Thailand's economic growth slips to 5-year low, rate cuts likely amid coronavirus fallout

A view of the skyline of Bangkok during the first sunrise of the new decade, on Jan 1, 2020. PHOTO: AFP

BANGKOK (REUTERS) - Thailand's economy grew at its weakest pace in five years in 2019 as exports and public investments slowed, adding pressure on the central bank to cut rates to shield South-east Asia's second-largest economy from the coronavirus epidemic.

The state planning agency on Monday (Feb 17) also cut its forecasts for 2020 economic growth to 1.5-2.5 per cent from 2.7 per cent-3.7 per cent. It also lowered its outlook for exports, the main growth driver, to a 1.4 per cent rise from a 2.3 per cent increase projected in November.

First-quarter GDP may contract from the previous three months before recovering in the second quarter as tourism should recover, Wichayayuth Boonchit, the deputy secretary general of the National Economic and Social Development Council (NESDC), told a news conference.

"Q1 may contract but Q2 will improve, so it won't be a technical recession," he added.

This year, the NESDC expects foreign tourist numbers to fall to 37 million from last year's record 39.8 million, due to the virus outbreak. The Tourism Authority of Thailand has said the loss in revenue could be as much as 500 billion baht (S$22.3 billion).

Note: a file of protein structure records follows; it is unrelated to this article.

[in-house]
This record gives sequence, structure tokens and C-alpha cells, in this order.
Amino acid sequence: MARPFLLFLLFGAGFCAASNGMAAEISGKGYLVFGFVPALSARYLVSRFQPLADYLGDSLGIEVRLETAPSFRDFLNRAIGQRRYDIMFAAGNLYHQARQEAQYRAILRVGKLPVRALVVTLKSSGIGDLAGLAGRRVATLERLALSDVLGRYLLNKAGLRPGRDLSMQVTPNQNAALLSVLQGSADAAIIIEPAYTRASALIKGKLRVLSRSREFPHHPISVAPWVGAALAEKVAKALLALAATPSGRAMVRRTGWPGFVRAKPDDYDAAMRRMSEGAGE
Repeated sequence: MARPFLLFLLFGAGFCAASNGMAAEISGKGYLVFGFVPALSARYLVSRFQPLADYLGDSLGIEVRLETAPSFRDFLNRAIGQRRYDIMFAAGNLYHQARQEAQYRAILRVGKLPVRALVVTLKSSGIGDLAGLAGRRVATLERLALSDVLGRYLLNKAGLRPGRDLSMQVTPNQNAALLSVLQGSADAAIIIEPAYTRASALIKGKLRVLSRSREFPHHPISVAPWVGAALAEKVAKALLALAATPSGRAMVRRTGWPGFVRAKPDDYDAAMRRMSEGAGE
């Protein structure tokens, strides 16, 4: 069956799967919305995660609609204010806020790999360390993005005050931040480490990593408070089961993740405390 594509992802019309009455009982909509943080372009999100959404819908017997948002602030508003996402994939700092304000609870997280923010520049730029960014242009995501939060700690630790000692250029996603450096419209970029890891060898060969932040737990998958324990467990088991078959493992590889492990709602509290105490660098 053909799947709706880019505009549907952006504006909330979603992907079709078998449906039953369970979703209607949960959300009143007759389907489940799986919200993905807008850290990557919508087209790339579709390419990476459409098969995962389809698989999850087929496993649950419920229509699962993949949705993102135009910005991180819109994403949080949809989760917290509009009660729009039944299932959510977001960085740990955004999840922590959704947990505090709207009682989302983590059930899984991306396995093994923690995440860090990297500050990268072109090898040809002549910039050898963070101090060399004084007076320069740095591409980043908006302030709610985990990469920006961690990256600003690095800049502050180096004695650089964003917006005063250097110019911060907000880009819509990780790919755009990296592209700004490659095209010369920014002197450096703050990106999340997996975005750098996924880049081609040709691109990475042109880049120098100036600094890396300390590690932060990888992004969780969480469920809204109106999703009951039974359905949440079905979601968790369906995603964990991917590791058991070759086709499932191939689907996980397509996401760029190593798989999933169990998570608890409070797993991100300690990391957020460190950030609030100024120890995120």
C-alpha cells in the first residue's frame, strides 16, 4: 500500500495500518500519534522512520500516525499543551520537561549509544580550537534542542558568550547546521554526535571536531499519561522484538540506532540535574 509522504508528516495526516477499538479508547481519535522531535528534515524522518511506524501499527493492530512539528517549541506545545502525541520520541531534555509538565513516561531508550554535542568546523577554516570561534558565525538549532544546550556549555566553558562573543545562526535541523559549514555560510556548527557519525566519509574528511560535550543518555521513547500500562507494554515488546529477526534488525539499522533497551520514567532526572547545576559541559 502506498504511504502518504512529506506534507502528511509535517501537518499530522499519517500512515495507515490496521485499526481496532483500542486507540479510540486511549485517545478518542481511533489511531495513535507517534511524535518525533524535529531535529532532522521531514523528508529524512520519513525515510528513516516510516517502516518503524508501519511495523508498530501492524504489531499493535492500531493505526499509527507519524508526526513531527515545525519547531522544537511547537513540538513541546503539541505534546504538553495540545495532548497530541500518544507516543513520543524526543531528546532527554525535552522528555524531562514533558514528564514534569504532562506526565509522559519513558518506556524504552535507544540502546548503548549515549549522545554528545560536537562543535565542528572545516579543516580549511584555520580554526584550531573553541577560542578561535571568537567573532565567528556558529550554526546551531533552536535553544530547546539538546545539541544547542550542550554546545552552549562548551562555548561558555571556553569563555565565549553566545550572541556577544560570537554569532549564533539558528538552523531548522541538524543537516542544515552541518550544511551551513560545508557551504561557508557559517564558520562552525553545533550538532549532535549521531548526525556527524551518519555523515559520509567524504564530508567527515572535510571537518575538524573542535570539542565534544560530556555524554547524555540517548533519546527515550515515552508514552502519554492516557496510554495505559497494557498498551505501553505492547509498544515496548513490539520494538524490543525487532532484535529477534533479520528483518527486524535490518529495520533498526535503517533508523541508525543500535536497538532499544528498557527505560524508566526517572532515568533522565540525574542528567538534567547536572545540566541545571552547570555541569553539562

The trade-dependent economy has been buffeted by the US-China trade war, soft domestic demand and a delayed fiscal budget and drought, but tourism had stood out as a bright spot.

Many analysts now expect the Bank of Thailand (BOT) to further slash rates at record lows to bolster growth this year.

Gross domestic product expanded 1.6 per cent in the October-December quarter from a year earlier, versus 2.1 per cent forecast in a Reuters poll and the third quarter's upwardly revised 2.6 per cent growth.

In 2019, the economy grew 2.4 per cent, the slowest rate since 2014. It was in line with analysts' forecast, but was sharply down from upwardly revised 4.2 per cent growth the previous year.

"The Q4 data was disappointing as the trade war weighed on exports and investments whilst the lagged effect of the government formation and budget bill approval sapped fiscal expansion," said Kobsidthi Silpachai, head of capital markets research at Kasikornbank.

On a quarterly basis, the economy grew 0.2 per cent in the October-December quarter, the NESDC said, in line with upwardly revised 0.2 per cent growth in July-September.

Thai stocks and the baht were unchanged after the data, with traders saying the outcome was factored in.

The BOT said the economy might expand less than 2 per cent this year. Earlier this month, it cut its policy rate to a record low of 1.0 per cent, and Governor Veerathai Santiprabhob said there was room to help growth if needed.

"We maintain our 2020 GDP growth forecast at 1.9 per cent, reflecting our view that the slowdown will extend into 2020," said Charnon Boonnuch, economist of Nomura in Singapore.

He expects the BOT to cut the key rate by another quarter point, likely in the second quarter. The BOT will next review monetary policy on March 25.

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